Thursday, May 26, 2016

Growing Hope: The Tale of the Gardener's Son

1995

He stands barefoot in the kitchen and calls to me, "Mom. Mom. Mama!" He is too tall to only be three, his face serious, hair white blonde from the sun. I am alone for four months with an infant and a toddler, my husband thousands of miles away at military flight school. 

"I'm gonna go pull weeds. I need to think." He is intelligent and precise, too small for such big thoughts. 

A small patch of zinnias grows in the back amid grass and dandelions, stems thin and dry. I slide the baby monitor in my pocket and follow him outside. He crouches in the soil, knees to his chest, tiny fingers slipping between the plants to pull what doesn't belong.

"It's okay, Mama", he says softly "I'm gonna feel better." 


My son, age 3

2010


His truck rumbles into the driveway loaded with mulch and the garage door slams. I stop and look up, his eyes meeting mine. The conversation is tense and I'm tired of dealing with him alone. It's the same argument we've been having for years and I'm exhausted. He's bored with my questions and I don't like his answers. He towers over me, 6'5" of muscle with massive hands and arms tight like steel. His response is delivered with machine gun accuracy and his words strike wounds still tender, ripping the flesh to bleed again.

I jump on the nearest kitchen chair and stand with my hands my hips, staring down at him. "I'll stand on a chair to kick your ass if I have to!" I growl. He laughs, a baritone roar that thunders through the house.

"Hey, don't laugh at your mama!"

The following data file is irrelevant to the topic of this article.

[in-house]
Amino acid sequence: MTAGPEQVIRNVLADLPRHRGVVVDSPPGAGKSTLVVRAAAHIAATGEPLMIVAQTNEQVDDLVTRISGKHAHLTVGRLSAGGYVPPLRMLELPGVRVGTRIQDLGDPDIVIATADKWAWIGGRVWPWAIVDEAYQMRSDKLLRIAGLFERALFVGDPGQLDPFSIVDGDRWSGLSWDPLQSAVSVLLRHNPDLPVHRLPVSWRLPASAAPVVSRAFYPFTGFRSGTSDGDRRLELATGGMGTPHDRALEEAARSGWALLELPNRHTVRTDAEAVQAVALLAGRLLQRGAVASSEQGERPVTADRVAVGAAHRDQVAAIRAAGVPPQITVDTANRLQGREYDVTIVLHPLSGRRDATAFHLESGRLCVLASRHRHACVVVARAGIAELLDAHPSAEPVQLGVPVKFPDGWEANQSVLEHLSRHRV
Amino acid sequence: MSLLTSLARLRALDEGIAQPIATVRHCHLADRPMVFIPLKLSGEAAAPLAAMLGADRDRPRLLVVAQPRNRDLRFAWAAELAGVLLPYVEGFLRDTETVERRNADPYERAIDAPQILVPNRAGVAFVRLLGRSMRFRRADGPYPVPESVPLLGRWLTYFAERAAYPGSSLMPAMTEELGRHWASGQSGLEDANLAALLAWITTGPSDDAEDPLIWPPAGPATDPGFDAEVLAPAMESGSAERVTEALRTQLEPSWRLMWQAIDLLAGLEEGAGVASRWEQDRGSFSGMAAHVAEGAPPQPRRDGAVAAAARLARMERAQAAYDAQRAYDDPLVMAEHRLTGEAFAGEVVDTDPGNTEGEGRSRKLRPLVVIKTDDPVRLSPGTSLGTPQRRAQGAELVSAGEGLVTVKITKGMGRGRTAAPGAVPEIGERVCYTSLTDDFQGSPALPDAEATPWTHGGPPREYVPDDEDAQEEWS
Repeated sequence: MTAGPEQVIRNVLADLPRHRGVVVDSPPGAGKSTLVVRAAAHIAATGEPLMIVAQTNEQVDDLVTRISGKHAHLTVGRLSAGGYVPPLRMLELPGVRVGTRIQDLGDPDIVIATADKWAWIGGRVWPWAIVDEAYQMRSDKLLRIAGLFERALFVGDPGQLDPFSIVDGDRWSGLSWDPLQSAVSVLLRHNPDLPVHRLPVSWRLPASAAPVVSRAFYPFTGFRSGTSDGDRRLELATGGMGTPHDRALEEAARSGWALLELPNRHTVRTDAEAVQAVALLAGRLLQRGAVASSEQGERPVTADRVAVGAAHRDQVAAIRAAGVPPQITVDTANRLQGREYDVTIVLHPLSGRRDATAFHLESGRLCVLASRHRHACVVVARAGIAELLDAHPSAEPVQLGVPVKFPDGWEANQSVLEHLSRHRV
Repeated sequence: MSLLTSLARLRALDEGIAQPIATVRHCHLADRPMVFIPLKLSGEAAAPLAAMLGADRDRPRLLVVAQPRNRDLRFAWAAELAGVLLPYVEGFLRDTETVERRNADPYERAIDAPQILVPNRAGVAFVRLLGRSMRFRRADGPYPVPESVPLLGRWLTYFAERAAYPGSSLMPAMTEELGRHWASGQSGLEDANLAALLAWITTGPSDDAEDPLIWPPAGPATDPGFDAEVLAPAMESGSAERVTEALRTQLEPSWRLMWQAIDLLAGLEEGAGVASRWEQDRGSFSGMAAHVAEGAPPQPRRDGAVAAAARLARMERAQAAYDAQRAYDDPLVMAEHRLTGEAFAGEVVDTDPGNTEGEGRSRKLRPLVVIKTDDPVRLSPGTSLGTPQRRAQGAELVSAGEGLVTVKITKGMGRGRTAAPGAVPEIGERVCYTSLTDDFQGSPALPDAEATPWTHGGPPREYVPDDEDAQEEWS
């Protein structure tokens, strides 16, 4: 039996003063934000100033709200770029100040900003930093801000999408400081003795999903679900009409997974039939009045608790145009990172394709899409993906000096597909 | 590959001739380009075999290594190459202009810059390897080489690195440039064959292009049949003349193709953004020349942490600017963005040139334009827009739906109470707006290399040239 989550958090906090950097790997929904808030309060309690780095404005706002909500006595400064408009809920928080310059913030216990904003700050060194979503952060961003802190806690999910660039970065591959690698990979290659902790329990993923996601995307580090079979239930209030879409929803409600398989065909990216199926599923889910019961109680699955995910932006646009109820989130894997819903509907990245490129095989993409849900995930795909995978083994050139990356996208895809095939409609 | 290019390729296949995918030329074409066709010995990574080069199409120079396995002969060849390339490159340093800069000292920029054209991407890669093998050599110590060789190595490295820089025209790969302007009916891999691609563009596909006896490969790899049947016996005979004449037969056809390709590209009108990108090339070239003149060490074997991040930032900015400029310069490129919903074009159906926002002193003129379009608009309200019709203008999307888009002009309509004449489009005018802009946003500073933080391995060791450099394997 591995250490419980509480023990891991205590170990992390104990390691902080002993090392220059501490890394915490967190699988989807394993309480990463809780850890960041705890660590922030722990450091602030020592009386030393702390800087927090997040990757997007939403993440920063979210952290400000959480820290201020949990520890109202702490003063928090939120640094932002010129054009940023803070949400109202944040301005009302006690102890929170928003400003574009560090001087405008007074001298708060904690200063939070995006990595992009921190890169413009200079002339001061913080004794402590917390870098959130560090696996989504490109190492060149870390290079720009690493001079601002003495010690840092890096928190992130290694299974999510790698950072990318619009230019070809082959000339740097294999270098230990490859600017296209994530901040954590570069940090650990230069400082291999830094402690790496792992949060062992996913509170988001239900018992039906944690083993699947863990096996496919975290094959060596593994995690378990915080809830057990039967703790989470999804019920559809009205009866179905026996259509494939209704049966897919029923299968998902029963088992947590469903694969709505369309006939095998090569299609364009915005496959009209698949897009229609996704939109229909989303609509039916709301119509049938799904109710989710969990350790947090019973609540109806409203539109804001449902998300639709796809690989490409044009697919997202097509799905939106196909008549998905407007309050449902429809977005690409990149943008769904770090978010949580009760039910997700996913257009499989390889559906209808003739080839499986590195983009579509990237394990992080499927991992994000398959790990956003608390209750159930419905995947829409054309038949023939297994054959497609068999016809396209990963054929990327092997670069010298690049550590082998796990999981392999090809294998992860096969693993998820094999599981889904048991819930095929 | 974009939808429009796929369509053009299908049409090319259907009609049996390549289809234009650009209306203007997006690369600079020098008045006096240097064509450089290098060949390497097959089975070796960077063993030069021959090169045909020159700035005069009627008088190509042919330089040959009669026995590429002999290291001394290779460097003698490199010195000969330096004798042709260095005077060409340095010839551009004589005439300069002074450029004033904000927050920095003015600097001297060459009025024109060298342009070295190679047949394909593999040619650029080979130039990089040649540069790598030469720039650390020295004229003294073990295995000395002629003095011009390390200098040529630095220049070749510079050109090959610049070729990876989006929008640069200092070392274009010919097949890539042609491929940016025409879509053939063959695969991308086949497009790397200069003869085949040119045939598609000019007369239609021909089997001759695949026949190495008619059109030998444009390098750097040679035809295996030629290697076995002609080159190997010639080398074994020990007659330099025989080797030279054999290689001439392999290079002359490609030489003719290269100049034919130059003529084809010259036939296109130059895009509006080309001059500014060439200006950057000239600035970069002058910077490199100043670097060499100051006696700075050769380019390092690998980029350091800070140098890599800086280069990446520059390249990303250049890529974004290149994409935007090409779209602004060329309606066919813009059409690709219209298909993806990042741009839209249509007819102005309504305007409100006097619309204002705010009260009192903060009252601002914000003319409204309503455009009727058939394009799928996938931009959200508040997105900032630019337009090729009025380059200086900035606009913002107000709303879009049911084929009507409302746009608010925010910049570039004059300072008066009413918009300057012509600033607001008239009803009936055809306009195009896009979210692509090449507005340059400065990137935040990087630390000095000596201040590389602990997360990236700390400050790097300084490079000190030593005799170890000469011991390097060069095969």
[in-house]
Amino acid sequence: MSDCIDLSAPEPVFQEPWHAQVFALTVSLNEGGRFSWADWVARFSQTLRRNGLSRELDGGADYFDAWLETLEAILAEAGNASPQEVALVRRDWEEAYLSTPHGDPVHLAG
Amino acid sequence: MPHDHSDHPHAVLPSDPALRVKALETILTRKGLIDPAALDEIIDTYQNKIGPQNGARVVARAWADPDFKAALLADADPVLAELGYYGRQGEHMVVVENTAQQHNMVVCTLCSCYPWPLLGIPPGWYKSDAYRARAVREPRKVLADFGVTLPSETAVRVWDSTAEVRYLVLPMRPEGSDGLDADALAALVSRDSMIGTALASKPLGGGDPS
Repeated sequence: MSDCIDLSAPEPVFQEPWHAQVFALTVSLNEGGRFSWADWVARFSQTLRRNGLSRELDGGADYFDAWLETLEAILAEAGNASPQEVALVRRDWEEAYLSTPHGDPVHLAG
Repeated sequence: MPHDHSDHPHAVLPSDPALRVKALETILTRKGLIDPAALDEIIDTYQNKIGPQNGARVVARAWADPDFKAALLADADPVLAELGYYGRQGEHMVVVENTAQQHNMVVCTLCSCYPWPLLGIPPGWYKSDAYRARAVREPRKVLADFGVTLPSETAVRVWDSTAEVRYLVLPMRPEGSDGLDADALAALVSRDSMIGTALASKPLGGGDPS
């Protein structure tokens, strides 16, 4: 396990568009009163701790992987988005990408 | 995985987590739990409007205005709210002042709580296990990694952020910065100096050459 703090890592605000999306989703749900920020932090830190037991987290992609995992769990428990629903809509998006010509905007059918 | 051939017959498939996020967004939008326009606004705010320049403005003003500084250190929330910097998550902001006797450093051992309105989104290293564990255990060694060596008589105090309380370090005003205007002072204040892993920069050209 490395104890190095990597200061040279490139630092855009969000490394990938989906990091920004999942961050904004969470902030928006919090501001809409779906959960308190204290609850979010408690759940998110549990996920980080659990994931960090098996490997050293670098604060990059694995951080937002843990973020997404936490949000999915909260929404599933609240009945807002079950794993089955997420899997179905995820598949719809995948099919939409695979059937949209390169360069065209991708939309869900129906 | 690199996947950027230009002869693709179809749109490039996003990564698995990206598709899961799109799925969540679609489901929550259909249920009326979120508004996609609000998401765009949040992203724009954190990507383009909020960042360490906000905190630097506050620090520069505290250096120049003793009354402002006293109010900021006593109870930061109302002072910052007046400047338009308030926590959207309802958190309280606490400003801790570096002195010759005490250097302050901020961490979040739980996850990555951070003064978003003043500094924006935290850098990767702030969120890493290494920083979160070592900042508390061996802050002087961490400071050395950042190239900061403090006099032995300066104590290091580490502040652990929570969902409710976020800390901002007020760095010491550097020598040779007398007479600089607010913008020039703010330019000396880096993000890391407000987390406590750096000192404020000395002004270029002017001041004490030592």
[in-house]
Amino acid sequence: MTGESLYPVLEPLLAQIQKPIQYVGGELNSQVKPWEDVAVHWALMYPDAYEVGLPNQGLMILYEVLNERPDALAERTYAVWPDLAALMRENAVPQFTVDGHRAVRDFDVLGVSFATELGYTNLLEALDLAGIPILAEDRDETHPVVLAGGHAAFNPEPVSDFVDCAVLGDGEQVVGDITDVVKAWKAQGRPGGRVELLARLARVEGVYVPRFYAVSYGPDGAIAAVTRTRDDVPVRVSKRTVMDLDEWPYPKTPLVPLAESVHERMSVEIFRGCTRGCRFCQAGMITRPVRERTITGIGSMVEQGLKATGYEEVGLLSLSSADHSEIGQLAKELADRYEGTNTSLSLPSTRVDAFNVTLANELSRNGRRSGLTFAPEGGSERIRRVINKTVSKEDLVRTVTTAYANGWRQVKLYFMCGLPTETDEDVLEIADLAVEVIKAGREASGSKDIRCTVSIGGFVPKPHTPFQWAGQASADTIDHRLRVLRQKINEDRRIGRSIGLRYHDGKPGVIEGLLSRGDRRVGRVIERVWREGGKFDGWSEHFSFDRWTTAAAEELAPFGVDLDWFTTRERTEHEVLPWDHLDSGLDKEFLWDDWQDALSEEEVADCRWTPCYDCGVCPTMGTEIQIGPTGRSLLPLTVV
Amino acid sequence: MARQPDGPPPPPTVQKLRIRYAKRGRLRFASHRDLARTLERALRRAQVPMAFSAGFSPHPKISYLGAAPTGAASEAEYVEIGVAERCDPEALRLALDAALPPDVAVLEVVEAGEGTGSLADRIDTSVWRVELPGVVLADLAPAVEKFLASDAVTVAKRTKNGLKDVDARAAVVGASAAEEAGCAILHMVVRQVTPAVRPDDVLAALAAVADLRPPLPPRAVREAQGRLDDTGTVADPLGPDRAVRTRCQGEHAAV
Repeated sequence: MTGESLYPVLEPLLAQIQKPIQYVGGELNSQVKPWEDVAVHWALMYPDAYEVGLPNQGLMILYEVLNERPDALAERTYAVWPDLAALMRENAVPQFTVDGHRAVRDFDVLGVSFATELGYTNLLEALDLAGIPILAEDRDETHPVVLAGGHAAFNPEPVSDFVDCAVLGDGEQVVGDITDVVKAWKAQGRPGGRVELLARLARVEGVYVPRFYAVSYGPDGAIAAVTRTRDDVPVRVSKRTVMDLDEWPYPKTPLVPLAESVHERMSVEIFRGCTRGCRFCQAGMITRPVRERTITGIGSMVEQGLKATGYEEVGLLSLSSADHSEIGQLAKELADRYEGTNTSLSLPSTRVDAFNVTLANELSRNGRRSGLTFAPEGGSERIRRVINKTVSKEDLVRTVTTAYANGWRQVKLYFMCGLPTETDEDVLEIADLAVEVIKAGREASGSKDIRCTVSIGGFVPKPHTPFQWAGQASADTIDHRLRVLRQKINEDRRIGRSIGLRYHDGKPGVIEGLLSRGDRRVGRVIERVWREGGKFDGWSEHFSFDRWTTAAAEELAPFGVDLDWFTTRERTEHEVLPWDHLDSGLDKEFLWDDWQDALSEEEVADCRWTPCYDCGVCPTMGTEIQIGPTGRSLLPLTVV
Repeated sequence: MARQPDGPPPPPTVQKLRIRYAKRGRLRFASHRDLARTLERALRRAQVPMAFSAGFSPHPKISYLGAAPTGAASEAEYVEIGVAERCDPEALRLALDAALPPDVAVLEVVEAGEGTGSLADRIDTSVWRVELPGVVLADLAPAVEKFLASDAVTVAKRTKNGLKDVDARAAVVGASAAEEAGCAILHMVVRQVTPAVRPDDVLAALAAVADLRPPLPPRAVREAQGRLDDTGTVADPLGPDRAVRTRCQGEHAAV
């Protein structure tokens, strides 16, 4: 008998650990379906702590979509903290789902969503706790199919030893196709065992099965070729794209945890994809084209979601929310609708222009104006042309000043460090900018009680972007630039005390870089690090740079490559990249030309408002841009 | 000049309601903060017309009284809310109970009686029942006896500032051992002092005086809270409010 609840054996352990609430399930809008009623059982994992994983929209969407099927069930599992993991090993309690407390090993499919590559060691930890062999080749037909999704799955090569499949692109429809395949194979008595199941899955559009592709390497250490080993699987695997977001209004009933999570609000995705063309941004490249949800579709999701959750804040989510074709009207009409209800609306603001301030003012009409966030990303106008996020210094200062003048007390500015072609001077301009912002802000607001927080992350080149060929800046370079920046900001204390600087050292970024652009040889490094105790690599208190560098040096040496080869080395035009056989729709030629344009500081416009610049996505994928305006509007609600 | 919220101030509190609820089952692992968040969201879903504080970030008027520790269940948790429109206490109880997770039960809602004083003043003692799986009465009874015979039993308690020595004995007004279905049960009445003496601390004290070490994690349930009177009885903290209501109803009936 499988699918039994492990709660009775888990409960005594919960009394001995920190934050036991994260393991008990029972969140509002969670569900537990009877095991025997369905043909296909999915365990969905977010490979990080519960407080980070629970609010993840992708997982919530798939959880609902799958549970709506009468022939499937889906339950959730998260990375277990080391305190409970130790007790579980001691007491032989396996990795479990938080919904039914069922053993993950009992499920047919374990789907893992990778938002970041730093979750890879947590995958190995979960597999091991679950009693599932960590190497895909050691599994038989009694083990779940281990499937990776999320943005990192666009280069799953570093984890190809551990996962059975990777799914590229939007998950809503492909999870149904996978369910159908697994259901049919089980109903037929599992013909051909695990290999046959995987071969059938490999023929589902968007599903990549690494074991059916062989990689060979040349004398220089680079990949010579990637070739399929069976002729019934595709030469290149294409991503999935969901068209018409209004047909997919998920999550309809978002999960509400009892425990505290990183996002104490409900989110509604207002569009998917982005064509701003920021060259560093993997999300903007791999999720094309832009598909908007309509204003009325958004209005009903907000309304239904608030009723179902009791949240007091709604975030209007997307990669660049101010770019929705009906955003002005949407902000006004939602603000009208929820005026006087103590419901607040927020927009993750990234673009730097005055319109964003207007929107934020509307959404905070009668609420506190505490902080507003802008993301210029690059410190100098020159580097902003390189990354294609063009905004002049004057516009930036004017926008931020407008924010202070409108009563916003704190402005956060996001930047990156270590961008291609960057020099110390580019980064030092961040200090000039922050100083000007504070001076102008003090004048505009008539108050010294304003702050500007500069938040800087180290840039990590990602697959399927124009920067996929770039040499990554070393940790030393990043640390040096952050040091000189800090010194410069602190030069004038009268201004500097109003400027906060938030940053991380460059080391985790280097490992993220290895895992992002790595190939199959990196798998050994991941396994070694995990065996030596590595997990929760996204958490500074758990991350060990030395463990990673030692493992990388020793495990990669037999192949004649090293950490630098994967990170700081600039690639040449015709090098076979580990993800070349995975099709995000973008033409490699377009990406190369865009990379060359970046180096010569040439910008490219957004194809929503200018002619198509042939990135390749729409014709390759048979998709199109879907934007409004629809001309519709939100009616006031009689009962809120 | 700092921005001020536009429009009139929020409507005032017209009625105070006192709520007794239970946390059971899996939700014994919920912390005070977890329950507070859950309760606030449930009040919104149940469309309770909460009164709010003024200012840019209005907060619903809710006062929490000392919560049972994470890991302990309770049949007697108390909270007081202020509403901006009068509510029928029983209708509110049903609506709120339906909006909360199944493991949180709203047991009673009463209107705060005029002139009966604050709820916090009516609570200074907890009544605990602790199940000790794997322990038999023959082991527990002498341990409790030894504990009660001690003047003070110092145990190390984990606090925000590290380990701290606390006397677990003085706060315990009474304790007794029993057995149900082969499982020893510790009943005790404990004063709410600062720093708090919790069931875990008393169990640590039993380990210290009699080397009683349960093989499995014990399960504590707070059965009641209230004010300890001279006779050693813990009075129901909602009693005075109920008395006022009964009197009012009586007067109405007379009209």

He stops, wipes his eyes, and keeps chuckling before his laughter erupts again. "Mom, I'm sorry but seriously, I can't stop laughing. Please get off the chair."

We are the same: expressive, strong, stubborn. My anger, brief and bright like a firecracker, is ebbing and I feel a smile starting, the corners of my mouth inching upward as he waits. He may look like a man, I tell myself, but he's still just a kid.

We sit at the table and talk, debate, and try to understand each other. I take a deep breath and pull him close. 

"Damn, Mom, why do you always have to hug me?" 


Tears of joy! 
My son returned from a nine month deployment to Kuwait and northern Iraq on Tuesday.

May, 2016


The dogs bark and pace in front of the back door as I dump my purse on the table and follow them outside, hungry for sunshine after a day in a windowless classroom. The flash of the answering machine blinks and I stop to play the message, my eyes on the garden.


"Hey, it's me. I'm calling from Kuwait and just wanted to let you know my time is Iraq is over.  Love you."

His deep voice fills the kitchen and my throat tightens. Tears held behind a wall of Keep It Together overflow their banks and cascade down my cheeks. I take a deep breath and let the sobs pour onto the counter, my shoulders shaking as I drop my head onto my arms. Months of waiting for his messages and hoping he's okay are over.

My son is alive and coming home.



Exhausted from 30 hours of travel, my son, now 24 and an Iraqi war veteran, patiently posed for just one more photo.

68 comments:

  1. What a touching post Tammy. We follow you emotionally at every stage. Enjoy your time together!

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  2. Replies
    1. Thanks, Lisa! I would love peace in the middle east but I think it is a very long way off. :(

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  3. I have no words, Tammy, other than to say I am so, so happy for you! I can't imagine all the worry and concern you must have felt these last months. Please thank your son from me for his service. So glad he is home safely!

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    1. I will! He's visiting friends for a few weeks and then will be home to visit us. I can hardly wait! :o)

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  4. Wonderful story to put it all in perspective, your joy shines through. Enjoy these special days!

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  5. Oh HURRAY! That is so wonderful! Happy Day, Happy Day!